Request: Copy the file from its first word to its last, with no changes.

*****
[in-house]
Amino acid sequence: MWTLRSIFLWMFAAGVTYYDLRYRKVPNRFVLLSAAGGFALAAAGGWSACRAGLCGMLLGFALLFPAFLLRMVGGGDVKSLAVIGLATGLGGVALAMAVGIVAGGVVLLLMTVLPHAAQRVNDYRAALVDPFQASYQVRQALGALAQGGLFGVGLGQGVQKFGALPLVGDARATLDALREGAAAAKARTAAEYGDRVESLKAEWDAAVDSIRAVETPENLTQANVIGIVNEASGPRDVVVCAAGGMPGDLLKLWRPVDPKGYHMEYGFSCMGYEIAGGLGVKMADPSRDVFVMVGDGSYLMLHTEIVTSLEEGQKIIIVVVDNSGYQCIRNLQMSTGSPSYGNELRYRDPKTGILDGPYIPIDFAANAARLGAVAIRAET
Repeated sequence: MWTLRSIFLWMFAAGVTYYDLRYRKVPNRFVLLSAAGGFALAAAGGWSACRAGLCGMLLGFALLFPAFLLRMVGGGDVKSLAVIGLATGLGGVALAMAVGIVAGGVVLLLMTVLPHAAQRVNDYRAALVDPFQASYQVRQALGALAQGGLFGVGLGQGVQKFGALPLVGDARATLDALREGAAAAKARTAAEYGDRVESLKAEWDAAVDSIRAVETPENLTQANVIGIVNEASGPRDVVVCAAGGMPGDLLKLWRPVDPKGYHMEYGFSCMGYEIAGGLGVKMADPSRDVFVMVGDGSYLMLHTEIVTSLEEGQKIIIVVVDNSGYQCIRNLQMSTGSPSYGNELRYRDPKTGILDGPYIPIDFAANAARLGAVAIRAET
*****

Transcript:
[in-house]
Amino acid sequence: MWTLRSIFLWMFAAGVTYYDLRYRKVPNRFVLLSAAGGFALAAAGGWSACRAGLCGMLLGFALLFPAFLLRMVGGGDVKSLAVIGLATGLGGVALAMAVGIVAGGVVLLLMTVLPHAAQRVNDYRAALVDPFQASYQVRQALGALAQGGLFGVGLGQGVQKFGALPLVGDARATLDALREGAAAAKARTAAEYGDRVESLKAEWDAAVDSIRAVETPENLTQANVIGIVNEASGPRDVVVCAAGGMPGDLLKLWRPVDPKGYHMEYGFSCMGYEIAGGLGVKMADPSRDVFVMVGDGSYLMLHTEIVTSLEEGQKIIIVVVDNSGYQCIRNLQMSTGSPSYGNELRYRDPKTGILDGPYIPIDFAANAARLGAVAIRAET
Repeated sequence: MWTLRSIFLWMFAAGVTYYDLRYRKVPNRFVLLSAAGGFALAAAGGWSACRAGLCGMLLGFALLFPAFLLRMVGGGDVKSLAVIGLATGLGGVALAMAVGIVAGGVVLLLMTVLPHAAQRVNDYRAALVDPFQASYQVRQALGALAQGGLFGVGLGQGVQKFGALPLVGDARATLDALREGAAAAKARTAAEYGDRVESLKAEWDAAVDSIRAVETPENLTQANVIGIVNEASGPRDVVVCAAGGMPGDLLKLWRPVDPKGYHMEYGFSCMGYEIAGGLGVKMADPSRDVFVMVGDGSYLMLHTEIVTSLEEGQKIIIVVVDNSGYQCIRNLQMSTGSPSYGNELRYRDPKTGILDGPYIPIDFAANAARLGAVAIRAET